20 June 2017 – Kigali – On this day, the world marked World Refugee Day, joining to recognize the lives of refugees from all around the world. In Kigali, Shared Studios, an American NGO, partnered with the Rwandan NGO Kurema, Kureba, Kwiga to host a Portal™ event at the Impact Hub. Portals are spaces equipped with immersive audiovisual technology which brings people from connecting locations face-to-face. These spaces facilitate cross-cultural communication and understanding.
MISSION, Texas - Just a few miles away from the Mexican border in Mission, Texas, the Center for Education and Economic Development houses a golden shipping container waiting to transport visitors across the globe.
Europafeindliche Kräfte scheinen auf dem Rückzug. Nach dem Wahlsieg von Emmanuel Macron, hoffen Proeuropäer, dass Deutschland und Frankreich nun gemeinsam Reformen voranbringen. Die EU steht 2017 vor elementaren Herausforderungen, wie etwa in der …
Un container installé sur l’esplanade du Parlement européen permet d’entrer en contact avec les habitants de camps de réfugiés à travers le monde. Une façon d’établir des contacts, et d’aider à vaincre les peurs irrationnelles.
One second you’re in Detroit, the next you’re in a country half a world away. It could be Afghanistan, Gaza, Mexico, Germany or even Myanmar — the Detroit Portal has literally taken people across the all across the globe in a matter of days.
During my week in Miami for Art Basel, I encountered a portal called Shared Studios. Sandwiched between two luxurious hotels and resembling a steel shipping container painted in gold, it stopped me with a peculiar interest.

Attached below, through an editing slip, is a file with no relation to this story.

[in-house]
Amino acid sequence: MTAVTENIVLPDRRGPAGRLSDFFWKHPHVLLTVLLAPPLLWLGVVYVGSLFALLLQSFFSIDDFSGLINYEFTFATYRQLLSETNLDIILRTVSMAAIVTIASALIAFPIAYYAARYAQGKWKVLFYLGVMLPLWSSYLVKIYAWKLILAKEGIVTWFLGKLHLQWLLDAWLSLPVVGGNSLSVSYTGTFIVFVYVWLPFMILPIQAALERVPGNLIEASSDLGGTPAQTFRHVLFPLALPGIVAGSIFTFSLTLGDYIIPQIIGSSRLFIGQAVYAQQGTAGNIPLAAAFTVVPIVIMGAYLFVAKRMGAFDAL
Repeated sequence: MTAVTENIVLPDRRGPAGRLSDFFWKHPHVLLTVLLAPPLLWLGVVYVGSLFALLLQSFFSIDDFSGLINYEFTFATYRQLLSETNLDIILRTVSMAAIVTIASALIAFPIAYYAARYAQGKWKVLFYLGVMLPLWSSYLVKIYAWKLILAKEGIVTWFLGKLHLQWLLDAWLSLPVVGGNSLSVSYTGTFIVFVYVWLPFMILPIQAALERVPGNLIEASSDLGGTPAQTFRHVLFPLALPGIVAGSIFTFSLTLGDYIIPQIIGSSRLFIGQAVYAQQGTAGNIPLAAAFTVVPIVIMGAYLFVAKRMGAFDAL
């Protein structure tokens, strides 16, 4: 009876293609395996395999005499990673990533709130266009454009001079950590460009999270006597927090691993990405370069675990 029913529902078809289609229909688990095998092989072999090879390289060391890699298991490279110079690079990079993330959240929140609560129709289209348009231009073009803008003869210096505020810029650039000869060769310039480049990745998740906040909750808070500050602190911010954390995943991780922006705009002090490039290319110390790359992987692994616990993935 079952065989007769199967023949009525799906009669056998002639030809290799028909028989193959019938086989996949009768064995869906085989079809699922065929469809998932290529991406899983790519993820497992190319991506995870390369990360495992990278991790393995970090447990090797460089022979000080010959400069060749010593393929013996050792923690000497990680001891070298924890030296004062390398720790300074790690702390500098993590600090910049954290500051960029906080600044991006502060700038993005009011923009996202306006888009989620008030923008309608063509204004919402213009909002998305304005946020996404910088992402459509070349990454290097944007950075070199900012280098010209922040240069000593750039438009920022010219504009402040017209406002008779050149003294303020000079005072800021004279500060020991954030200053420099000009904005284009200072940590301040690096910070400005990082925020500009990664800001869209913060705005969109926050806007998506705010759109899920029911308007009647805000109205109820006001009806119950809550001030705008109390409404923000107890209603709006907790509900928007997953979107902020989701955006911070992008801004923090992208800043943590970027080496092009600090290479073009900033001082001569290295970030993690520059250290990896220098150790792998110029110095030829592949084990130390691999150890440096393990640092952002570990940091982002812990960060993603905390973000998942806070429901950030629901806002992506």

A gold-painted shipping container equipped with an immersive audiovisual studio rests on Jack Poole Plaza outside TED Talks in Vancouver, ready to link whoever goes inside for a face-to-face conversation with someone somewhere else on the planet.
After a few moments in the waiting area, Jason Mangold was instructed to enter a gold painted, shipping container-like device. The business developer had traveled from Chicago to Mission but decided to make a visit to a new attraction at Mission’s Center for Education and Economic Development (CEED) Building. After closing the curtains behind him. Mangold stood in front of an 8 by 10 foot video screen, and waited. On a chilly evening 7,000 miles away, Omar Al Shafai walked from the Migration Hub Network in downtown Berlin, Germany to a similar shipping container in front of the migration center.
Amar Bakshi is an artist and the creator of Shared_Studios, a multidisciplinary art collective that connects people across all forms of distance. In 2014, the studio launched Portals, which uses custom spaces, usually gold shipping containers, equipped with audio-visual technology to allow participants to converse with others in identical spaces around the world. Since launching, more than 25,000 people have spoken to one another through Portals spread across twenty countries, including participants such as Barack Obama and artist Tania Bruguera. Amar is a graduate of Harvard University and also holds degrees from Johns Hopkins and Yale Law School.
According to Shared Studios’ founder Amar Bakshi, “the idea is to create a global network of these publicly accessible one-on-one booths”. Imagine that! Once facing your opposite number, you can more or less do what you want – aided by a curator/translator staffing each Portal, you can talk about your day, the weather, your childhood, or if you like just sit there in silence … the beauty of Portals is that the interactions are essentially pressure-less. There is no agenda other than to spend time with each other. To exchange ideas. To learn from a stranger precisely because of everything you don’t know about them. And, best of all, to genuinely engage with somebody in a way that most other social networks – for all the vastness of their reach – actively discourage.